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- China's Political Reform: History and Effects
China's political reform differs from the Western scholars' understanding of political system reform, as it does not entail changing the fundamental political framework. Instead, it focuses on enhancing government governance and management systems. The Chinese path not only exhibits remarkable diversity, unique to the East, but it also represents the culmination of global democratic and socialist achievements. China's rise is intrinsically linked to peace and stability, commanding respect worldwide. This ancient and proud civilization, vast in size and population, has forged its strength independently. The Chinese system has solidified its legitimacy through historical precedents, blazing its own trail, distinct from capitalist nations.
China's Political Reform: History and Effects
"What constitutes a revolutionary foundation? It is that which instills the same spirit as the martyrs of the revolution..." (Coursepack, 102). From the ancient Qing Dynasty to the end of 1921, the Communist Party of China was founded. Subsequently, in 1949, the People's Republic of China came into existence. However, to some extent, the party's revolution did not entirely cater to the aspirations of the masses. The era witnessed an excessive reverence for Mao Zedong during the Cultural Revolution, but with the reform and opening up, this hero worship gradually waned. Nevertheless, in recent times, Mao Zedong has been resurrected as a symbol of political appeal, with liberal and leftist factions clashing over his legacy.
Proponents of Mao Zedong argue that he brought stability and unity to contemporary China. Conversely, his opponents emphasize the great disaster and suffering he inflicted on Chinese society and the nation. Mao Zedong's transgression lies in obstructing China's progress towards democratic constitutionalism, steering the nation towards a path of class struggle and one-party rule. The Great Leap Forward under his leadership resulted in a severe famine, betraying the democratic and constitutional promises made by the Communist Party before its ascension to power. Economically, Mao initially promised the development of a free capitalist economy, only to reverse course shortly after the regime was established, leading to dire consequences. The resultant economic catastrophe was the Great Famine of the Great Leap Forward. Politically, from the anti-rightist campaigns to the Cultural Revolution, these disasters plunged the entire Chinese population into unprecedented catastrophe.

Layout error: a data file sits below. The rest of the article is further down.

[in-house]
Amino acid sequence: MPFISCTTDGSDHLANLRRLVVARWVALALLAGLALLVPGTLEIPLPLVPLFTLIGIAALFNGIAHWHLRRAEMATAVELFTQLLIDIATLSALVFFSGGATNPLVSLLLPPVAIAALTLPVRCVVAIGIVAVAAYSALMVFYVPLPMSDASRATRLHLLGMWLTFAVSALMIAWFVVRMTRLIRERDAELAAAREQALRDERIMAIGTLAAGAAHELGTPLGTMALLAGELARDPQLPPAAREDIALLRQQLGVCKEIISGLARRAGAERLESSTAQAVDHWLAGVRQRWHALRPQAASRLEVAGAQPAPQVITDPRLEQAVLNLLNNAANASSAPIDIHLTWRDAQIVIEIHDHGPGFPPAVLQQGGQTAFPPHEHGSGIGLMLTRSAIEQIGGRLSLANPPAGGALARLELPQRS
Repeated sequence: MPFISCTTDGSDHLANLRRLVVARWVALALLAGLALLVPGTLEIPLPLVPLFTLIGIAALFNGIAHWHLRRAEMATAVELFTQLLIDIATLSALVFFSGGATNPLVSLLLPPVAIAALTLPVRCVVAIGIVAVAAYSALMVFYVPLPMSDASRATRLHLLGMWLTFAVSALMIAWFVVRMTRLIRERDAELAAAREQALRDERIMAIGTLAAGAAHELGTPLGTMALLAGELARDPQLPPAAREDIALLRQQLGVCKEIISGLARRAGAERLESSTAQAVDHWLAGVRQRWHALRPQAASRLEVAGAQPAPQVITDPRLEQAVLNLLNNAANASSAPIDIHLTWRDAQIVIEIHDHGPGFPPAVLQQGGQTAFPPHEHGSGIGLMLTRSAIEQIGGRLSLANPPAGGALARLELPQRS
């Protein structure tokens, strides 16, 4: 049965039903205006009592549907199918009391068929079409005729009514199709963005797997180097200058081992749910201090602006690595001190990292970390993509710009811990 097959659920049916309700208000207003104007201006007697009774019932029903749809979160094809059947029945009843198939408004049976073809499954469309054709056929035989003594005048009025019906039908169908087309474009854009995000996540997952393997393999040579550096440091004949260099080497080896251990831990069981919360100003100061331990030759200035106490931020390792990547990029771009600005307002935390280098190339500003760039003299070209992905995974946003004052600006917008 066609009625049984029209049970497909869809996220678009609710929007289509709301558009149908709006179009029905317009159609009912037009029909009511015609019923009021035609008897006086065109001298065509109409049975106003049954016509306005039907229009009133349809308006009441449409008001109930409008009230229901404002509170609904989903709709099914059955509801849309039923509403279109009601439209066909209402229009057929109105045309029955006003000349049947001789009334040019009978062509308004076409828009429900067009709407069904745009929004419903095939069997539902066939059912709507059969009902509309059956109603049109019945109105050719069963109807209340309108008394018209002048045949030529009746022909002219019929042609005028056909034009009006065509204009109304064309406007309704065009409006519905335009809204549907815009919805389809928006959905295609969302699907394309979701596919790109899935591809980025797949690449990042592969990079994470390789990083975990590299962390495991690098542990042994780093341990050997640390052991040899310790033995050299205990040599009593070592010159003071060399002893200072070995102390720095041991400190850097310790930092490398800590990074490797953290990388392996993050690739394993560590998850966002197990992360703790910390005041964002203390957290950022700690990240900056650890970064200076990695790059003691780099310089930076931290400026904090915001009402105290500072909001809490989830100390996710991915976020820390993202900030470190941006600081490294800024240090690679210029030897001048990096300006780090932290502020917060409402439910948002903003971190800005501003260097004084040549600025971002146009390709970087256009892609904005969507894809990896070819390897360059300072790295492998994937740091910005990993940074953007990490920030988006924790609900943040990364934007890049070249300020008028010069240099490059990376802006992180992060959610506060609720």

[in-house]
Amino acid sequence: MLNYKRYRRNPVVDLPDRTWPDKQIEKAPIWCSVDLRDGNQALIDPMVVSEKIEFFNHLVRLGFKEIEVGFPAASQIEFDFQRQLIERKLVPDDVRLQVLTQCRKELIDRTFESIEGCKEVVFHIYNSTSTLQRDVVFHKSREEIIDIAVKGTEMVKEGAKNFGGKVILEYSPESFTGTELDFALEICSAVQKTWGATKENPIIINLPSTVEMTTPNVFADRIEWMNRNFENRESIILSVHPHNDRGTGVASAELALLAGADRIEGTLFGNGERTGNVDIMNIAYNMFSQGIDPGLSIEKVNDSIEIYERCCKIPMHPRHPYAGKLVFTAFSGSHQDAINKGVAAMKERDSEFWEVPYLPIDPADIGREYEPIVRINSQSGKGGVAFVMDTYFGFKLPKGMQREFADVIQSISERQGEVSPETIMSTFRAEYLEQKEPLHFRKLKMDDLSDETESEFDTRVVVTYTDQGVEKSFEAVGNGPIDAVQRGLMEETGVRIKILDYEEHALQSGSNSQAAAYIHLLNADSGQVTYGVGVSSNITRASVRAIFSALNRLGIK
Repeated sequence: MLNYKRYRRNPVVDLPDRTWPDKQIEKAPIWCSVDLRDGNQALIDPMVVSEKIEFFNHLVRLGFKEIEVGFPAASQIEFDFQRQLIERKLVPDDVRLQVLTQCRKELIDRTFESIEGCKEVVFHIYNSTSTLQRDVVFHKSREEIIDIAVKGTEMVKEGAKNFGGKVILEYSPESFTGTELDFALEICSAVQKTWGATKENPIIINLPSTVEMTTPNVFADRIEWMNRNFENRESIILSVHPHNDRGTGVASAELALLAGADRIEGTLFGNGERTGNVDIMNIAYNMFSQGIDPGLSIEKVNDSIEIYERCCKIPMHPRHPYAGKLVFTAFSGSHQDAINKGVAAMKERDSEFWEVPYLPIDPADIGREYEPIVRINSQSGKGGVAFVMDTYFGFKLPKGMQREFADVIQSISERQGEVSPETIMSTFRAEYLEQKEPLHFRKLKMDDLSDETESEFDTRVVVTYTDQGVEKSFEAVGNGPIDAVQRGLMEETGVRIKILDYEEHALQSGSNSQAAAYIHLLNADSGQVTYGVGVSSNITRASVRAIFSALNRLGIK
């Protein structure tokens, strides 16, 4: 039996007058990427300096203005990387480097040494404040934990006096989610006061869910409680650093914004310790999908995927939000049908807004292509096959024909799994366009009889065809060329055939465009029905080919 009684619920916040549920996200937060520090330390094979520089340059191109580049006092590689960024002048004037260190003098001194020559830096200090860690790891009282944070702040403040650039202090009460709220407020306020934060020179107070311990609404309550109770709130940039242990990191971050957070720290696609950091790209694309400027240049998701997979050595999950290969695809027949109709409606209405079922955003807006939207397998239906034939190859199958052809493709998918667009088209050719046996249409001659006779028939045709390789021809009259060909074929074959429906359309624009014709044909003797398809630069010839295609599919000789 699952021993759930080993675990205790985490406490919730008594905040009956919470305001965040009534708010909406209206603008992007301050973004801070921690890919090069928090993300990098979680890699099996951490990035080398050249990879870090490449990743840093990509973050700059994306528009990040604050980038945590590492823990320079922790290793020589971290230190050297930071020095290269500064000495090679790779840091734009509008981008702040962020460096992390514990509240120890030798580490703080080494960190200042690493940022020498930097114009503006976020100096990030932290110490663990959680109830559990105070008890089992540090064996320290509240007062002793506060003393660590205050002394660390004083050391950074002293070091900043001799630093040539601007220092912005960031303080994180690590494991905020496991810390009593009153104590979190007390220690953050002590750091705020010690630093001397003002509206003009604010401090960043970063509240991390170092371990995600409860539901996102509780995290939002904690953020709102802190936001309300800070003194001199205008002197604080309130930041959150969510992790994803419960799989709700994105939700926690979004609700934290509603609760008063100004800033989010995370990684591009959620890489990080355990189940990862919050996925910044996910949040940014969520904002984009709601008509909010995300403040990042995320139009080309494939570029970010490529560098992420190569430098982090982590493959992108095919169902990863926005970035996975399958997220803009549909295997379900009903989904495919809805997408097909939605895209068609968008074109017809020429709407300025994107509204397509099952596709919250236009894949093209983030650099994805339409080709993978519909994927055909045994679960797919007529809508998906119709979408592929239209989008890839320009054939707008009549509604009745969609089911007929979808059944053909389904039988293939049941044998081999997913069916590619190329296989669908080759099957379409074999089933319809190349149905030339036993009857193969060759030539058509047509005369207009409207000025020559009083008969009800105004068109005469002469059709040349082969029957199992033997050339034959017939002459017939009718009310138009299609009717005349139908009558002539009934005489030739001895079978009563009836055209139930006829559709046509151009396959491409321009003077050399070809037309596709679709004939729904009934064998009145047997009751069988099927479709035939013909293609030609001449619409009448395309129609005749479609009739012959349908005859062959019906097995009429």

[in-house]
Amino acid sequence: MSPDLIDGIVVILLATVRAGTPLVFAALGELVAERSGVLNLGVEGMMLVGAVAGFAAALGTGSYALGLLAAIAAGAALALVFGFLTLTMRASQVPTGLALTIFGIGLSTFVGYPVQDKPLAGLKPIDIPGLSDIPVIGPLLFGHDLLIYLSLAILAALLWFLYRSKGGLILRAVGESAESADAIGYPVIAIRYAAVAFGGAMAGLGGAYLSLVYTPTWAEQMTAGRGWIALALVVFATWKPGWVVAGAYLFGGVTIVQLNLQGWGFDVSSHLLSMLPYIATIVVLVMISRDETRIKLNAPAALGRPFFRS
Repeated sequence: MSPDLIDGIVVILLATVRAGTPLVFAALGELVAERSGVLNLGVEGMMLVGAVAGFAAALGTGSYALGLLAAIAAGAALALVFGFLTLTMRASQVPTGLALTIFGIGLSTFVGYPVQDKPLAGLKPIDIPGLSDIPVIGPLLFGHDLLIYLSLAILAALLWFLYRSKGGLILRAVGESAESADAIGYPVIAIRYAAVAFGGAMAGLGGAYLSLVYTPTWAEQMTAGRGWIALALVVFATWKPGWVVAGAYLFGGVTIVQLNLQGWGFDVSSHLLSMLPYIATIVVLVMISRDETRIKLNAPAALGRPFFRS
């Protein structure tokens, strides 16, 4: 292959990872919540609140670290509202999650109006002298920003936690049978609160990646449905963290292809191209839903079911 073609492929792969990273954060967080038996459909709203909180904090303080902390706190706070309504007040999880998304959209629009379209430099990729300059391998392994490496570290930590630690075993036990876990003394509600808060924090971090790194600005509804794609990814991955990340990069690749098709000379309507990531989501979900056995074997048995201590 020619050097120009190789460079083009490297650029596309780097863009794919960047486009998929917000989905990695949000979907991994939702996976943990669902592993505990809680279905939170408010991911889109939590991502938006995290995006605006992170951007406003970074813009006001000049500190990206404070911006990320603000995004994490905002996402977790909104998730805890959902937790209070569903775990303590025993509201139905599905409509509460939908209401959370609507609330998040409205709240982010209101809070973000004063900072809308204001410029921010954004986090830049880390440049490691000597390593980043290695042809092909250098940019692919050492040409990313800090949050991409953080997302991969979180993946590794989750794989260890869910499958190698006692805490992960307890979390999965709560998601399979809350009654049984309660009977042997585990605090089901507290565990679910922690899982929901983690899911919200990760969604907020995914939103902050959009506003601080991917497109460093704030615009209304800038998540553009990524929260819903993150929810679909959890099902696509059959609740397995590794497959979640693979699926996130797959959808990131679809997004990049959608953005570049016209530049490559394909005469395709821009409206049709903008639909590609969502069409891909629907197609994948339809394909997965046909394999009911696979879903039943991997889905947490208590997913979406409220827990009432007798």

The emphasis on mass mobilization within the Chinese Communist Party triggered the Great Leap Forward. "In the Great Proletarian Cultural Revolution, it is imperative to hold aloft the great red banner of Mao and put proletarian politics into command. The movement for the creative study and application of Chairman Mao's works should be carried forward among the masses of workers, peasants, soldiers, cadres, and intellectuals. And Mao Zedong Thought should guide action in the Cultural Revolution." (Coursepack, 125). This power struggle within the party was essentially a class struggle, with the proletariat being the main driving force. Mao Zedong skillfully used public opinion to convince people of the righteousness of his actions, gaining support and inciting social discontent among the masses, which served as the catalyst for the revolution. The Cultural Revolution left behind confusion and humiliation in Chinese history, exposing the ugliest and most selfish extremes of human nature, wreaking disastrous consequences on Chinese society. The strategy of eliminating capitalism was not in the people's best interests and even had repercussions on the state.